Thursday, November 13, 2014

Making Her Future: Girls and Women and the “Maker” Movement

Today Intel released a new report entitled, MakeHers: Engaging Girls and Women in Technology through Making, Creating and Inventing, which indicates that girls and women involved with “making,” designing and creating things with electronic tools may build stronger interest and skills in computer science and engineering. The report assesses the role of girls and women in the “maker movement”, a growing wave of tech-inspired, do-it-yourself innovation.

Created in consultation with experts including the Girl Scouts and Maker Education, the report aims to increase access to and interest in computer science and engineering, especially among girls and women and underrepresented minorities, where there remains a significant gap. The study’s findings are based on data from surveys in the US, China and Mexico of “makers”, parents and youth; participant observation and interviews with leading experts on Science Technology Engineering and Math (STEM), gender, learning sciences, and the maker movement.

Girl Scouts of the USA cares deeply about the potential of girls and young women to make the world a better place. With their new report, Making Her Future: Girls and Women and the ”Maker” Movement as a Gateway to STEM, Intel is demonstrating how the Maker Movement has helped turn a generation of tech-savvy girls, nearly all of whom grew up in the digital age, into the leaders and entrepreneurs of the economy of tomorrow.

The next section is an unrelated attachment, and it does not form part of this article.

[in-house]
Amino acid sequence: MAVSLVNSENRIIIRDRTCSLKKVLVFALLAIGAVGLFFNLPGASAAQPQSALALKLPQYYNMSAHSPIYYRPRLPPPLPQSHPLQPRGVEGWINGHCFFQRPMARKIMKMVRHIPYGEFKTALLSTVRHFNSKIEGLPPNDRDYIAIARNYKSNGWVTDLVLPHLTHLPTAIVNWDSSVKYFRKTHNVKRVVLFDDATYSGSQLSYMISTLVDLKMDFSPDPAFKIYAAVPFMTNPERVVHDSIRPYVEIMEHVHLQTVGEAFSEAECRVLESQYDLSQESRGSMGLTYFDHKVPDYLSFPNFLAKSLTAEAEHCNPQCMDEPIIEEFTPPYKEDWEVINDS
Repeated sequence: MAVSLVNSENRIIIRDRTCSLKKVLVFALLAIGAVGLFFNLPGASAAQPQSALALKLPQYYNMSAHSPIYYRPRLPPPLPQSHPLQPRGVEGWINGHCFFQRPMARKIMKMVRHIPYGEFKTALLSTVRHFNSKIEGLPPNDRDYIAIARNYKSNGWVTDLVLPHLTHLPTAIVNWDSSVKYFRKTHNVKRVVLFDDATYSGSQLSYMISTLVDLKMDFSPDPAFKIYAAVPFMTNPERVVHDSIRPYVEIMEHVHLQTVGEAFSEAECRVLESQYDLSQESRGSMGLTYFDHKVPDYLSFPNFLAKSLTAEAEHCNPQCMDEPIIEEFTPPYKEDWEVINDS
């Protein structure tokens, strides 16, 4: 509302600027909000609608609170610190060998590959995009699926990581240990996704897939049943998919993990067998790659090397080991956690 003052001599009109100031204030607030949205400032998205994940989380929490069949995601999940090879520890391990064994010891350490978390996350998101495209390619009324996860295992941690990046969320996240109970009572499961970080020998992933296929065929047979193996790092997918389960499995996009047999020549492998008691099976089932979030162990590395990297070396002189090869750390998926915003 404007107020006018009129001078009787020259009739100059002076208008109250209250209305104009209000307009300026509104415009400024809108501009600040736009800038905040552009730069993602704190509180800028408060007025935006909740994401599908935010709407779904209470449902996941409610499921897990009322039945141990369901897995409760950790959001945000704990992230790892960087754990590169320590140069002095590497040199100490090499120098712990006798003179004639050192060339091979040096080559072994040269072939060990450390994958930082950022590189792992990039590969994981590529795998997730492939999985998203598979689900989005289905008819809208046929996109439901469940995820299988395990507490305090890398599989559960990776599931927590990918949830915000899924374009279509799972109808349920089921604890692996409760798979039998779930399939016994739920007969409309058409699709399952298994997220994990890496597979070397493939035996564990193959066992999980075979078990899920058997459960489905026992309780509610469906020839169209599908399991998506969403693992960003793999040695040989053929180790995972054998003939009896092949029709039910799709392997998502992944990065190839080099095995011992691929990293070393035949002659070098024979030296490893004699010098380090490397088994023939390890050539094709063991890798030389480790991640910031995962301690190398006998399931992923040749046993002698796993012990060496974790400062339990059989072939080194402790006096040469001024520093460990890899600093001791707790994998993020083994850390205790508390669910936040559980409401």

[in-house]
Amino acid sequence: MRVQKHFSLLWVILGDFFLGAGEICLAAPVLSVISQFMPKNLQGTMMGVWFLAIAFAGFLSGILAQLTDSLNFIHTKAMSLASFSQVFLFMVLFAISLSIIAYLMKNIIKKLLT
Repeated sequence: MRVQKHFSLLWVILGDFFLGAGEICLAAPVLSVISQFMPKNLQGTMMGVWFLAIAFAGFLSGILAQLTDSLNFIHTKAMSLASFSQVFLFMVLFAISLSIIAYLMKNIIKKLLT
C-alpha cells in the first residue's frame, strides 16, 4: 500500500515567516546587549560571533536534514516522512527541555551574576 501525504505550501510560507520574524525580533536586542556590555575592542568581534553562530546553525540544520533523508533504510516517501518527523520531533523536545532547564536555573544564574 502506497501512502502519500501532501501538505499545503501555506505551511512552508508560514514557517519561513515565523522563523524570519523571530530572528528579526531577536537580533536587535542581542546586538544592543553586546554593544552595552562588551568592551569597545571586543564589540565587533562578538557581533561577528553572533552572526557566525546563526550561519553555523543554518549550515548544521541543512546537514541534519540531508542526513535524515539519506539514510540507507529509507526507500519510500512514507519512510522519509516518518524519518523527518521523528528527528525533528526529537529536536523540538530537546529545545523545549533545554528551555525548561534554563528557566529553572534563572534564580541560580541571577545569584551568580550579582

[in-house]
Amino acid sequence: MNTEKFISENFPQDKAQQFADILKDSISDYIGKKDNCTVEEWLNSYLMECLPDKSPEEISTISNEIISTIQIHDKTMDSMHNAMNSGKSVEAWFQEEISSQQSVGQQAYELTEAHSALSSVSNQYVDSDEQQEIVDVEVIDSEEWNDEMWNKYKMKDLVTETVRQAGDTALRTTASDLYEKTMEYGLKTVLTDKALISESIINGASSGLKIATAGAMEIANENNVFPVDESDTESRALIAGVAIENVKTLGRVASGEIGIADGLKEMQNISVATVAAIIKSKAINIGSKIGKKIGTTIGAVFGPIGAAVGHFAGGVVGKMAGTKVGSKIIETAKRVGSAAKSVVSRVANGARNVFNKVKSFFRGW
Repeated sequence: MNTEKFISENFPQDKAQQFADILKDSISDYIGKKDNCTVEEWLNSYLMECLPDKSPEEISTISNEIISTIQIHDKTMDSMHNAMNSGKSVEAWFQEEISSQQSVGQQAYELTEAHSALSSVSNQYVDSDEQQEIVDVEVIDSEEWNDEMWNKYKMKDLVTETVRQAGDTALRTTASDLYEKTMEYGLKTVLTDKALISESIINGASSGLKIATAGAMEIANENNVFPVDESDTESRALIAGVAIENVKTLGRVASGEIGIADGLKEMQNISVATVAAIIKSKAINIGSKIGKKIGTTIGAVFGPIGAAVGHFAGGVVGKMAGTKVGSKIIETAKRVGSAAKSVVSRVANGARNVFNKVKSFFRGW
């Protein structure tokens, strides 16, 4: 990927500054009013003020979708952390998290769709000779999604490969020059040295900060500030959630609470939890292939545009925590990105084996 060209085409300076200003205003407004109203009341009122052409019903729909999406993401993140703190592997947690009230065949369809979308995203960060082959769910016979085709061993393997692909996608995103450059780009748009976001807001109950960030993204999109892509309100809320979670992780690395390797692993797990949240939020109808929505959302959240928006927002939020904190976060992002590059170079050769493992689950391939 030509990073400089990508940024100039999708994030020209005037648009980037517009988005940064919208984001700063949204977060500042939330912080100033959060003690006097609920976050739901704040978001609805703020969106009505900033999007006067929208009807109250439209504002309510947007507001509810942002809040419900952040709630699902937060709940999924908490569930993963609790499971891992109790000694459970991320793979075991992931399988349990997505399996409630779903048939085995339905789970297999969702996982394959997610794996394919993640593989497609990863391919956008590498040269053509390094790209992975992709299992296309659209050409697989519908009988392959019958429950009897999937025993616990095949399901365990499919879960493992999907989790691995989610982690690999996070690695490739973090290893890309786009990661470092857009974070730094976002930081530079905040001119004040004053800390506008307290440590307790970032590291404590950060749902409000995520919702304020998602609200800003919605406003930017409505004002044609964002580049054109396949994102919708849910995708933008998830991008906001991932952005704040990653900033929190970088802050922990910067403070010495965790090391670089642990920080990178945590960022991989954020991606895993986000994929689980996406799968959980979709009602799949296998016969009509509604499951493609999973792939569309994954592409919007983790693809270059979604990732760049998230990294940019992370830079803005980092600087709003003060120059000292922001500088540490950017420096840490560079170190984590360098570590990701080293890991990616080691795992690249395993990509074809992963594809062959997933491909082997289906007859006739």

Girl Scouts of the USA CEO Anna Maria Chávez voices her support for introducing girls to, and encouraging girls in, the fields of science, technology, engineering, and math (STEM) in the foreword of the Intel report:

“Our mission has always been to ensure girls are equipped with the tools, skills, and experiences that will enable them to go out into the world and make it a better place. At Girl Scouts, we are excited about the prospect of turning today’s girls into tomorrow’s makers—and leaders in the ever-diverse and endlessly expanding world of STEM.”

The 2012 report by the Girl Scout Research Institute, Generation STEM: What Girls Say about Science, Technology, Engineering, and Math found that an impressive 74 percent of teen girls are interested in STEM fields, and 88 percent of girls want to make a difference in the world. Girls like being creative, asking questions about the world, and solving problems.

To get more girls engaged and involved in STEM activities, girls need more out-of-school opportunities to develop their skills and become confident in these subjects. Unfortunately, too few girls have these opportunities. Generation STEM found that only 27 percent of girls have participated in STEM activities outside of school. The good news is that Girl Scouts offers girls important opportunities to explore the fascinating and fun world of STEM for themselves. Whether they're discovering how a car's engine runs, how to manage finances, or how coding can address some of the world’s most pressing problems, girls are fast-forwarding into the future through Girl Scouts.